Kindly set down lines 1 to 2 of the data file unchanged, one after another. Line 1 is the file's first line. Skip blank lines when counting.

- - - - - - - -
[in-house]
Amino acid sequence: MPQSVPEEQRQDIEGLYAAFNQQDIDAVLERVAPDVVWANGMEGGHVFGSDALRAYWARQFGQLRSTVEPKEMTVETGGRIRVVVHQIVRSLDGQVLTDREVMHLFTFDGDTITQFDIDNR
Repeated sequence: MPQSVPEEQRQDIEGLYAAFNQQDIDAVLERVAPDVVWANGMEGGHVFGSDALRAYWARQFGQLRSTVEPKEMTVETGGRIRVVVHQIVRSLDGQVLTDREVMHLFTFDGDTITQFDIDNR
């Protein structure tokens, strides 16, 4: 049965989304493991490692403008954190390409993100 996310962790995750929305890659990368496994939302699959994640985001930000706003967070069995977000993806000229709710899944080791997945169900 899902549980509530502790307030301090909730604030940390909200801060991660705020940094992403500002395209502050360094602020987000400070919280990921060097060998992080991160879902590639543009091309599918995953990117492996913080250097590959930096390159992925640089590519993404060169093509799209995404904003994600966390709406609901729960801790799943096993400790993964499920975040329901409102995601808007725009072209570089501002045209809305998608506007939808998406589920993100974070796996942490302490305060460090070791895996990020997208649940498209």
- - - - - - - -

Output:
[in-house]
Amino acid sequence: MPQSVPEEQRQDIEGLYAAFNQQDIDAVLERVAPDVVWANGMEGGHVFGSDALRAYWARQFGQLRSTVEPKEMTVETGGRIRVVVHQIVRSLDGQVLTDREVMHLFTFDGDTITQFDIDNR